Let’s revisit the idea of clubs. In his article, Michael Masterson gives an example of a dining club. Summing up the example, he states:

The basic elements of a club that are at work in this example:

  • Association with like-minded people
    This is the fraternal aspect of the club. If you sell gourmet food, for example, it makes perfect sense for your customers to share their similar interests with each other. You reinforce this camaraderie with a forum for your members to keep in contact.

  • A sense of social advancement
    Clubs provide a sense of exclusivity, a sense that their members have more refined tastes than regular people. This only works if there is a natural way to provide a more sophisticated, not just more expensive, version of your product or service.

  • Financial benefits
    Your club members are presumably your best buyers. You already know that 20 percent of your buyers contribute 80 percent of your profits. So your club should cater to that 20 percent. Your back-end sales increase when you accommodate those frequent and loyal customers.

  • Hierarchy
    You can create different levels of exclusivity within your club. In other words, the more a club member is willing to spend, the higher level she can attain. (Think silver, gold, and platinum memberships.) You can create an incentive to move up in the club by setting up a visible hierarchy that is reinforced through well-advertised discounts for members at higher levels.

Read this list carefully and see if you can apply it to your donor categories.

Particularly in light of the 80/20 rule: 80% of your donations come from 20% of your donors. So how can you make those 20% feel “part of a club”?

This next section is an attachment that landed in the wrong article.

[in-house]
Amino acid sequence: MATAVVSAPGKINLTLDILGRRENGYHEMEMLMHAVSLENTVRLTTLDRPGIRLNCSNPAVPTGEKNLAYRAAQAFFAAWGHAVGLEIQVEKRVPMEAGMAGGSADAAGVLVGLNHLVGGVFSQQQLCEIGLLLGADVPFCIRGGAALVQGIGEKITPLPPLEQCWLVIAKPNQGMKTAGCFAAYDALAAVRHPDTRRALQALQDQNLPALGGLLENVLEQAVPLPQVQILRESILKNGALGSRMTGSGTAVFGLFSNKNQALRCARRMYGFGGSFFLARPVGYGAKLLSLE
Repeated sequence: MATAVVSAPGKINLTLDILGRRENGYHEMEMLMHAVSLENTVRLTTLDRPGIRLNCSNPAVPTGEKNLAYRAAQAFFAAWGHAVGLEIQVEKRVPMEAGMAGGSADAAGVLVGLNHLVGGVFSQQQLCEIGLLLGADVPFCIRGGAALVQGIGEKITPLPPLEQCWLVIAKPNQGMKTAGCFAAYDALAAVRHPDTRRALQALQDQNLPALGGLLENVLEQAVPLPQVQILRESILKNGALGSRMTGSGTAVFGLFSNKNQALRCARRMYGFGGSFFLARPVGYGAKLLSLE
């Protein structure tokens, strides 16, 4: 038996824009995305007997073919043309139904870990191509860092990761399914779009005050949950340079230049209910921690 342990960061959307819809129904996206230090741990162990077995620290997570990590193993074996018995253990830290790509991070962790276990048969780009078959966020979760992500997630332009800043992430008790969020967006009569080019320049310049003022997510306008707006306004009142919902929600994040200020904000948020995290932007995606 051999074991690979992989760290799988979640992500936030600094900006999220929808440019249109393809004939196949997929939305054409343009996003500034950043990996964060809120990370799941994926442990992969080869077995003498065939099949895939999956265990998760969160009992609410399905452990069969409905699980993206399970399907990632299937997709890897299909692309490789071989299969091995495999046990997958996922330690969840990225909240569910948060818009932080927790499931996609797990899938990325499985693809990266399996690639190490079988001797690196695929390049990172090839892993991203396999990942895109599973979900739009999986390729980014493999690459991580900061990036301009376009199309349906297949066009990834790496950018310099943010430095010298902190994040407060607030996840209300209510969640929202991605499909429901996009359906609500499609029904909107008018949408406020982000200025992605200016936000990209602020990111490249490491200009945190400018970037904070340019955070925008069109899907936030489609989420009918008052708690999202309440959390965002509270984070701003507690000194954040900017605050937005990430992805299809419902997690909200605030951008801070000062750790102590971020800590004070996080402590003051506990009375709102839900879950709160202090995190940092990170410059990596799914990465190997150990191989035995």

At one school I worked at, I ran a report of the top 20% of donors since the school was founded. It turned out, anyone that had given $1000 or more at any point in the previous 60 years was in the top 20%. To my surprise, many current faculty were on the list.

In the past, we’d simply treated and solicited all faculty alike. We always had around a 99% participation rate so we thought we were doing fine. Now I knew that some of my colleagues would be considered “major donors” if they didn’t work at the school.

Armed with this information, I started treating them like the major donors they were. When we gave the $1000 donors a gift, I made sure the faculty members got it too.

It was a blast watching those teachers walking around campus with the special travel mug or whatever other gift. And it warmed my fundraising heart to know that other teachers would be asking them, “Hey, where’d you get that cool travel mug? How can I get one?”

So what about you? Can you work the club concept into your donor stewardship? This could be a very important step in creating donor evangelists!

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